“The major issue here is the leadership of the country which has shown no dialogue. The President happens to be the main player in all this. The violence which has been happening in the country, there has been no concrete word from the President. He has been silent and there is very little interest from the government to move with dialogue,” Malunga said.
Malunga said the statements which have come from the President so far during rallies have only ended up provoking citizens.
MCP secretary general Eisenhower Mkaka also welcomed the UN statement on the current situation in the country.
“The statement is commendable and it is long overdue. As MCP, we take it as a balanced statement which is not taking any side and calling for dialogue. There is need for genuine dialogue among stakeholders,” Mkaka said.
He, however, said Mutharika has gone out and made statements that do not go down well in the event of peace and dialogue.
“We need genuine dialogue and talk in this current political situation but, with the statements that President Peter Mutharika has been making, I don’t see it achievable,” Mkaka said.
Minister of Information, Mark Botoman, said yesterday he had not yet seen the statement.
Since Mec declared Mutharika winner of the May 21 polls, tension has been hovering around the country by several quarters who have been disputing the results of the elections.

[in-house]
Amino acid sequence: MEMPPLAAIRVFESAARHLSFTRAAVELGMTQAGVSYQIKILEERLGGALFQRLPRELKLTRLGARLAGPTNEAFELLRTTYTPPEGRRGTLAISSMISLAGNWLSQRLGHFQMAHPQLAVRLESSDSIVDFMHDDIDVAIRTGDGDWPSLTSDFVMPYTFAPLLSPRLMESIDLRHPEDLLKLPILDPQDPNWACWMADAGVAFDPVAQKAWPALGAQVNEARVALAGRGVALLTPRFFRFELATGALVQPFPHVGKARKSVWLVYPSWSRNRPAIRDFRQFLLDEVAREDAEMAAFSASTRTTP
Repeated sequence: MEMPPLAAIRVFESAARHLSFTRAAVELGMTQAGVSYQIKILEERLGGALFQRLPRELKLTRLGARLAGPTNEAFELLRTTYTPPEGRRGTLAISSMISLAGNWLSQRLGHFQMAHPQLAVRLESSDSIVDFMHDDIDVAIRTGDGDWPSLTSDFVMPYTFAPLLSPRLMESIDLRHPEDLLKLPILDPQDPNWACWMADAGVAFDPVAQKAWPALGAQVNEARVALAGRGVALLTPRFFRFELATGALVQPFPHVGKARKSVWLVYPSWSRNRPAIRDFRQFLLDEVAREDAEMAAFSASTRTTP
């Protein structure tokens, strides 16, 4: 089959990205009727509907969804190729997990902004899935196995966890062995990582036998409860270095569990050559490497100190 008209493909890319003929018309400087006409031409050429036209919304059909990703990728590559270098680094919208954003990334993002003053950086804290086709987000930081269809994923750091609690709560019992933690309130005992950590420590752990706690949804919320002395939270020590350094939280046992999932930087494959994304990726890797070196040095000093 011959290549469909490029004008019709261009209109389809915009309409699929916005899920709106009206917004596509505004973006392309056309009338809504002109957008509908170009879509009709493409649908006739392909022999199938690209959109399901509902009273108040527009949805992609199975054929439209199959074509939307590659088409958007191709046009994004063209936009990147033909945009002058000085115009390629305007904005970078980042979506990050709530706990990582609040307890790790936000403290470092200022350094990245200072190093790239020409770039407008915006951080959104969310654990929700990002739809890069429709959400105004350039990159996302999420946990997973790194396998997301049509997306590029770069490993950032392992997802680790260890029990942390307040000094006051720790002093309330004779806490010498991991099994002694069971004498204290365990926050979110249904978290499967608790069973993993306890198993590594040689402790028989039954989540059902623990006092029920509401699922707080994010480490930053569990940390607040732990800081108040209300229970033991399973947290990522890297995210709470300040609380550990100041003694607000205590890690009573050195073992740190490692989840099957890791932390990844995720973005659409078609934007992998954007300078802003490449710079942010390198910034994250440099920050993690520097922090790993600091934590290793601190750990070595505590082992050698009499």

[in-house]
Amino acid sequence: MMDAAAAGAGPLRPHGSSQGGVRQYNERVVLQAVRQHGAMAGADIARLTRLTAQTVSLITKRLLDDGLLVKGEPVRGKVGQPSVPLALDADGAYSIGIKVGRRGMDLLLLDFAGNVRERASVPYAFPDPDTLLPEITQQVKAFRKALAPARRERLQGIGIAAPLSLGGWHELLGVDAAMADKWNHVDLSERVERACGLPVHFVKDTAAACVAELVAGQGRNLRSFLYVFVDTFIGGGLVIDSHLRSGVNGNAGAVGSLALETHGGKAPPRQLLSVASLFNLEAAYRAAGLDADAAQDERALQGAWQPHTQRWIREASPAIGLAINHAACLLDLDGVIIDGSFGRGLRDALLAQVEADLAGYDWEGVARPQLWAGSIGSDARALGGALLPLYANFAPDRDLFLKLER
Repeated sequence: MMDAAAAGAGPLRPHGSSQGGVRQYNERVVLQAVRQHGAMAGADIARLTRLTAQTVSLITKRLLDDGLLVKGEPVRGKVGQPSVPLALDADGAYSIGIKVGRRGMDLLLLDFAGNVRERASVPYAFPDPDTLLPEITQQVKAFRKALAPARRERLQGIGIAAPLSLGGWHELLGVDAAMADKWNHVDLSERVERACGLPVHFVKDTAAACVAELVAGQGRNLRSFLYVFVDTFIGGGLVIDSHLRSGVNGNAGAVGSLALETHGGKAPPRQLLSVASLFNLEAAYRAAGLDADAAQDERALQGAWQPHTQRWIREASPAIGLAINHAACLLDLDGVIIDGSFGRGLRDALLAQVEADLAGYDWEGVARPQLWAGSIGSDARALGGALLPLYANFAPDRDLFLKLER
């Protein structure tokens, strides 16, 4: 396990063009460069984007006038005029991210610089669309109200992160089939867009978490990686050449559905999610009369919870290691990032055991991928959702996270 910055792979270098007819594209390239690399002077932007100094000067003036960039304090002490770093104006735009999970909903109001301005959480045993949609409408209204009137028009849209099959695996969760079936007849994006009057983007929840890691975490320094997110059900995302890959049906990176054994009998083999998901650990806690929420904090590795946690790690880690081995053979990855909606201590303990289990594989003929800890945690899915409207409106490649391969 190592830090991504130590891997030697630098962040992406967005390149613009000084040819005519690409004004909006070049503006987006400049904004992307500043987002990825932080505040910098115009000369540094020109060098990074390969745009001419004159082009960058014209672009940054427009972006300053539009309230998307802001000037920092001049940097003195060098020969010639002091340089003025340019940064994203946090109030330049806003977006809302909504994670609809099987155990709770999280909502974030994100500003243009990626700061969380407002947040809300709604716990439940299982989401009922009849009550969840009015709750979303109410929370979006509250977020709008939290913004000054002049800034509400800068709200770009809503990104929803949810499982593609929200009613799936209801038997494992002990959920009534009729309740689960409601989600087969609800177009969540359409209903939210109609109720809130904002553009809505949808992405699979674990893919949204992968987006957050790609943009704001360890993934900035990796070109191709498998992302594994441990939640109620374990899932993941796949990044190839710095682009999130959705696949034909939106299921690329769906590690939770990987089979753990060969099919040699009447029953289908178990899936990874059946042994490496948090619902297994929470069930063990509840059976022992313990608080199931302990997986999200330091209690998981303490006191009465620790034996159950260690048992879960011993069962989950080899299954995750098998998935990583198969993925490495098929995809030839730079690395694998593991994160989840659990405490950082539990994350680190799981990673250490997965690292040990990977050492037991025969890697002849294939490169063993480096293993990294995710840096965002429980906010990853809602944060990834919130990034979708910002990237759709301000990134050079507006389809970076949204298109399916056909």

Mec announced that Mutharika got 1,940,709 votes, representing 38.57 percent of votes cast while MCP’s candidate Lazarus Chakwera got 1,781,740 votes, representing 35.41 percent.
UTM’s Saulos Chilima came third after getting 1,018,369 votes, translating into 20.24 percent of votes counted.
MCP and UTM are challenging the presidential elections in court seeking nullification of the presidential election results.
Recently, Prophet Shepherd Bushiri, who is based in South Africa, also called on leaders in the country to unite for the sake of peace in the country as they wait for the outcome of the elections case.
Public Affairs Committee has also met Mutharika, Chakwera, Chilima, HRDC and Ansah to initiate dialogue and peace in the country but nothing fruitful has come out yet.
Former president Bakili Muluzi has also been involved in initiating dialogue and peace following the demonstrations having met HRDC and Mutharika among others but there has never been progress.